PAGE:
DAVIE, Fla. (AP) Miami Dolphins owner Stephen Ross, who explored purchasing the Miami Marlins last year, says the sale price is too high and he's no longer interested.
Owner Jeffrey Loria has been publicly shopping the Marlins since February but hasn't found a buyer.
''I think he's holding out for dollars right now that are unrealistic, is what I would guess,'' Ross said Thursday. ''They have their issues, certainly. But that's their problem. I've got to worry about mine.''
Three investment groups are now pursuing a purchase, and earlier this month baseball Commissioner Rob Manfred said all have offered about the same amount of money. Loria is believed to be seeking about $1.2 billion after buying the team for $158.5 million in 2002 from John Henry.
One investment group includes former Florida Gov. Jeb Bush and Quogue Capital investment fund founder Wayne Rothbaum. A second group is led by former New York Yankees shortstop Derek Jeter, and the third group is led by South Florida businessman Jorge Mas.
When Ross was asked if any of the groups approached him about joining them, he said, ''I've had phone calls, but I'm not interested. ... I have my hands full with the Dolphins and our stadium.''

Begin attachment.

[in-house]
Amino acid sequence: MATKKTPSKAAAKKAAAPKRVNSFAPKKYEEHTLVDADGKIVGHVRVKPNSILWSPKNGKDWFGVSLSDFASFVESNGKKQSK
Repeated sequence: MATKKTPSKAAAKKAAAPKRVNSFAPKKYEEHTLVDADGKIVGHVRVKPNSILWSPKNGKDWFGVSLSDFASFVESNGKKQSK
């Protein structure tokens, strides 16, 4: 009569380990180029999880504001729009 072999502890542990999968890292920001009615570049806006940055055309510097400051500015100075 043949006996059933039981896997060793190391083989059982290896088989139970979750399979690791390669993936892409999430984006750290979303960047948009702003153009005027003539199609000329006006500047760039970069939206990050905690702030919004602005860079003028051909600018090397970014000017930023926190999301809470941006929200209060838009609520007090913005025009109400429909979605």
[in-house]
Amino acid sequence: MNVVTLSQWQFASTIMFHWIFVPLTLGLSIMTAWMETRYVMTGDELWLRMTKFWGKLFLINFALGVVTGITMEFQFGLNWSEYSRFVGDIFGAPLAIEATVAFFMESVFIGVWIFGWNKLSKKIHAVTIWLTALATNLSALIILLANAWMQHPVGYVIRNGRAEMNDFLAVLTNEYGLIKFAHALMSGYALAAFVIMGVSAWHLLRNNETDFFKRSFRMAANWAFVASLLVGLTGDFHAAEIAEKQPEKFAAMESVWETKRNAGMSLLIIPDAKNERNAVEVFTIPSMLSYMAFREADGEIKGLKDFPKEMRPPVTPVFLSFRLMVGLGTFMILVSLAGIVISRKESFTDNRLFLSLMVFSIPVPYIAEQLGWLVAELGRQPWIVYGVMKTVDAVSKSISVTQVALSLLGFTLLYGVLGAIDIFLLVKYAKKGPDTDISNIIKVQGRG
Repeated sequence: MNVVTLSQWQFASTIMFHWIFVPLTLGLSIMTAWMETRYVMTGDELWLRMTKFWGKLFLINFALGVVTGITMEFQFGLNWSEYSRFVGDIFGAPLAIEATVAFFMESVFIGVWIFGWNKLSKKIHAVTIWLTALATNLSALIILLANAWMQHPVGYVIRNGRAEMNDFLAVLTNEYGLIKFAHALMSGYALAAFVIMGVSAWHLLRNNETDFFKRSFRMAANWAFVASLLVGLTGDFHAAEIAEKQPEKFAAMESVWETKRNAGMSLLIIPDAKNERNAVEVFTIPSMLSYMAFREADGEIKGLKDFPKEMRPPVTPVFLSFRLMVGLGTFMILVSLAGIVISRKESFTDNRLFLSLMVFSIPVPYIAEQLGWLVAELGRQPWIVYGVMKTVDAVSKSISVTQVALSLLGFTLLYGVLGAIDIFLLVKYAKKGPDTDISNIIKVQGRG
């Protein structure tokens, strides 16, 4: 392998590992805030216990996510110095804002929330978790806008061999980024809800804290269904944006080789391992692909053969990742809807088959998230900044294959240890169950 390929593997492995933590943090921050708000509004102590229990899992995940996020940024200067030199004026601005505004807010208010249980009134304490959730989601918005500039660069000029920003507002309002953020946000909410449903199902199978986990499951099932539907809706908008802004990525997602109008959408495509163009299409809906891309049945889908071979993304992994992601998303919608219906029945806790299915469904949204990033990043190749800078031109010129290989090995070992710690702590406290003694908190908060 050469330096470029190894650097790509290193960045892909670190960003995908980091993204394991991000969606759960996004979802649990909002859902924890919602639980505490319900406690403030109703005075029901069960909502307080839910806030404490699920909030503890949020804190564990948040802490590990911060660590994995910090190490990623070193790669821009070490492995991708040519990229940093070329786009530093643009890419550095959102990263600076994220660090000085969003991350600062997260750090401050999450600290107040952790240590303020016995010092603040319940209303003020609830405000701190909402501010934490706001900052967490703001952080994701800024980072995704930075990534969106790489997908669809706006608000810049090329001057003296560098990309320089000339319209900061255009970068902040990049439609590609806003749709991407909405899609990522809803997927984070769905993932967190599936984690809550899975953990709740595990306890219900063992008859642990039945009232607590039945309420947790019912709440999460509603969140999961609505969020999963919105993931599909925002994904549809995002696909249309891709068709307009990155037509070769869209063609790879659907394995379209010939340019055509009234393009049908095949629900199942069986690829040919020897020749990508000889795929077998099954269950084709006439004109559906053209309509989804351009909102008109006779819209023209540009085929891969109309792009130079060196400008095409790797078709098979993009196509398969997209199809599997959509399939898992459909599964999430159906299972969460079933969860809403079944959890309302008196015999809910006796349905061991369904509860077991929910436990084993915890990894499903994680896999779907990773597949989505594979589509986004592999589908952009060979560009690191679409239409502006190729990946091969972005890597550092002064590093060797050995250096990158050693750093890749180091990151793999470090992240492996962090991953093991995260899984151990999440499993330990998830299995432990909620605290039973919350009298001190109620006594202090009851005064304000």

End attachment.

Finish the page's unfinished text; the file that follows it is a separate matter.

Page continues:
Marlins President David Samson declined to respond to Ross' comments. The Marlins are expected to lose more than $50 million this year and are likely to miss the playoffs for the 14th season in a row, the longest drought in the National League.
Regarding another sport, Ross remains interested in moving the Miami Open tennis tournament to the Dolphins' stadium complex. Ross is willing to invest in a tennis center on stadium grounds because he wants to keep the event in South Florida.
''Stay tuned,'' he said of the plan. ''It's a thought.''
The tournament has been held since 1987 on the island of Key Biscayne near downtown Miami. The event's future has been in question since a 2015 appeals court decision that prevents upgrades to that complex.
On the first day of Dolphins training camp, Ross also addressed this week's report on 202 former football players whose brains were examined in a study finding evidence of debilitating disease in nearly all of them.
''We're all concerned about it,'' Ross said. ''There's a tremendous amount of research going into it and doing things to make it better.''
He also said: ''If I had a son, I'd have him playing football today.''
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